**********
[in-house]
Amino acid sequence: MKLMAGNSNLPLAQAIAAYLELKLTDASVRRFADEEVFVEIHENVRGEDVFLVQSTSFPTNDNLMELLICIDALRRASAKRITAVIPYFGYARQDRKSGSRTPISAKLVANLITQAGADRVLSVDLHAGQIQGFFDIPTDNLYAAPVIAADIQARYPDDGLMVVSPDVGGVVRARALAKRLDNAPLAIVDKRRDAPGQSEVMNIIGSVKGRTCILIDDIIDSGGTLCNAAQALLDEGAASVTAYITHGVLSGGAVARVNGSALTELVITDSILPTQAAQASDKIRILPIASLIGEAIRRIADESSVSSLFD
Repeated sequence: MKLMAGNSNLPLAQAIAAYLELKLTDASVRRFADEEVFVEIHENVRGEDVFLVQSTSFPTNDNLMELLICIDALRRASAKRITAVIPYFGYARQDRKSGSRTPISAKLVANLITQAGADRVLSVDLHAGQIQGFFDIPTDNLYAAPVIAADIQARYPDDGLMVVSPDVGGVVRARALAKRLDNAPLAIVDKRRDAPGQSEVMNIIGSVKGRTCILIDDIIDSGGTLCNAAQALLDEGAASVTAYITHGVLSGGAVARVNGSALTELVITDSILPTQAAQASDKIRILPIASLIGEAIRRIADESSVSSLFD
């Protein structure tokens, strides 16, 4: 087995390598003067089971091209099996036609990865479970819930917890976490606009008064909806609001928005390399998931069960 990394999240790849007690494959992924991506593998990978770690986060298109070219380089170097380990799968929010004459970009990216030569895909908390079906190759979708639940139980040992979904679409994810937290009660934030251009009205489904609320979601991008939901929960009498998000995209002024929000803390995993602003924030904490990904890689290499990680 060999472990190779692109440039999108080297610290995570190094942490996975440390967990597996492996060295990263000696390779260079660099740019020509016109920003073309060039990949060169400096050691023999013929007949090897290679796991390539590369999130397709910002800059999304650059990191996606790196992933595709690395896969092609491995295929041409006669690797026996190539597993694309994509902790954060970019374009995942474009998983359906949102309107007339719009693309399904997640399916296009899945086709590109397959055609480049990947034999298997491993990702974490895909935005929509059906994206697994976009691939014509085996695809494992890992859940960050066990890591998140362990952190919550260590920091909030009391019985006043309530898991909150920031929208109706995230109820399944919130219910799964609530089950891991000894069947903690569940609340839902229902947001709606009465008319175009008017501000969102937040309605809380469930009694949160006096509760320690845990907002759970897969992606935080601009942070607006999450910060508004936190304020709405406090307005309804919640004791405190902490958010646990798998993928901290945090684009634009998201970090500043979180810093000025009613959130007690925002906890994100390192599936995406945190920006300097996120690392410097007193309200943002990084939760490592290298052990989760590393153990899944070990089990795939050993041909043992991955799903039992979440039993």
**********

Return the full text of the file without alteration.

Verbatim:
[in-house]
Amino acid sequence: MKLMAGNSNLPLAQAIAAYLELKLTDASVRRFADEEVFVEIHENVRGEDVFLVQSTSFPTNDNLMELLICIDALRRASAKRITAVIPYFGYARQDRKSGSRTPISAKLVANLITQAGADRVLSVDLHAGQIQGFFDIPTDNLYAAPVIAADIQARYPDDGLMVVSPDVGGVVRARALAKRLDNAPLAIVDKRRDAPGQSEVMNIIGSVKGRTCILIDDIIDSGGTLCNAAQALLDEGAASVTAYITHGVLSGGAVARVNGSALTELVITDSILPTQAAQASDKIRILPIASLIGEAIRRIADESSVSSLFD
Repeated sequence: MKLMAGNSNLPLAQAIAAYLELKLTDASVRRFADEEVFVEIHENVRGEDVFLVQSTSFPTNDNLMELLICIDALRRASAKRITAVIPYFGYARQDRKSGSRTPISAKLVANLITQAGADRVLSVDLHAGQIQGFFDIPTDNLYAAPVIAADIQARYPDDGLMVVSPDVGGVVRARALAKRLDNAPLAIVDKRRDAPGQSEVMNIIGSVKGRTCILIDDIIDSGGTLCNAAQALLDEGAASVTAYITHGVLSGGAVARVNGSALTELVITDSILPTQAAQASDKIRILPIASLIGEAIRRIADESSVSSLFD
């Protein structure tokens, strides 16, 4: 087995390598003067089971091209099996036609990865479970819930917890976490606009008064909806609001928005390399998931069960 990394999240790849007690494959992924991506593998990978770690986060298109070219380089170097380990799968929010004459970009990216030569895909908390079906190759979708639940139980040992979904679409994810937290009660934030251009009205489904609320979601991008939901929960009498998000995209002024929000803390995993602003924030904490990904890689290499990680 060999472990190779692109440039999108080297610290995570190094942490996975440390967990597996492996060295990263000696390779260079660099740019020509016109920003073309060039990949060169400096050691023999013929007949090897290679796991390539590369999130397709910002800059999304650059990191996606790196992933595709690395896969092609491995295929041409006669690797026996190539597993694309994509902790954060970019374009995942474009998983359906949102309107007339719009693309399904997640399916296009899945086709590109397959055609480049990947034999298997491993990702974490895909935005929509059906994206697994976009691939014509085996695809494992890992859940960050066990890591998140362990952190919550260590920091909030009391019985006043309530898991909150920031929208109706995230109820399944919130219910799964609530089950891991000894069947903690569940609340839902229902947001709606009465008319175009008017501000969102937040309605809380469930009694949160006096509760320690845990907002759970897969992606935080601009942070607006999450910060508004936190304020709405406090307005309804919640004791405190902490958010646990798998993928901290945090684009634009998201970090500043979180810093000025009613959130007690925002906890994100390192599936995406945190920006300097996120690392410097007193309200943002990084939760490592290298052990989760590393153990899944070990089990795939050993041909043992991955799903039992979440039993």